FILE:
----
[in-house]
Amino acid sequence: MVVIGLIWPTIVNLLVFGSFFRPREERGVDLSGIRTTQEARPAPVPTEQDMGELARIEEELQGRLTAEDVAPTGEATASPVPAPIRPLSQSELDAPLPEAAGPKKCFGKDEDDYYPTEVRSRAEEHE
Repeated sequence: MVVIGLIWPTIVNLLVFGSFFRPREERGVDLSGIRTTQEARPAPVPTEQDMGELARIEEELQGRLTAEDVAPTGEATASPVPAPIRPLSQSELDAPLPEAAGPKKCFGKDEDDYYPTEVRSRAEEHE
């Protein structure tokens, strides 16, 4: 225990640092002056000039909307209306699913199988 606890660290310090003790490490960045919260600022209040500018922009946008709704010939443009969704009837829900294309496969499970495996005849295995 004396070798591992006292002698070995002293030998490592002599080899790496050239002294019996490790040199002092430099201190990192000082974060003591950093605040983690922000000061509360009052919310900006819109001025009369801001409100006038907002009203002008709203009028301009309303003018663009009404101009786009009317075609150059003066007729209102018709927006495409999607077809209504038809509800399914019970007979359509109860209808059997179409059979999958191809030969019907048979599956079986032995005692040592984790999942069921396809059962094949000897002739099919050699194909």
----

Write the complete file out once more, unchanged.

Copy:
[in-house]
Amino acid sequence: MVVIGLIWPTIVNLLVFGSFFRPREERGVDLSGIRTTQEARPAPVPTEQDMGELARIEEELQGRLTAEDVAPTGEATASPVPAPIRPLSQSELDAPLPEAAGPKKCFGKDEDDYYPTEVRSRAEEHE
Repeated sequence: MVVIGLIWPTIVNLLVFGSFFRPREERGVDLSGIRTTQEARPAPVPTEQDMGELARIEEELQGRLTAEDVAPTGEATASPVPAPIRPLSQSELDAPLPEAAGPKKCFGKDEDDYYPTEVRSRAEEHE
């Protein structure tokens, strides 16, 4: 225990640092002056000039909307209306699913199988 606890660290310090003790490490960045919260600022209040500018922009946008709704010939443009969704009837829900294309496969499970495996005849295995 004396070798591992006292002698070995002293030998490592002599080899790496050239002294019996490790040199002092430099201190990192000082974060003591950093605040983690922000000061509360009052919310900006819109001025009369801001409100006038907002009203002008709203009028301009309303003018663009009404101009786009009317075609150059003066007729209102018709927006495409999607077809209504038809509800399914019970007979359509109860209808059997179409059979999958191809030969019907048979599956079986032995005692040592984790999942069921396809059962094949000897002739099919050699194909």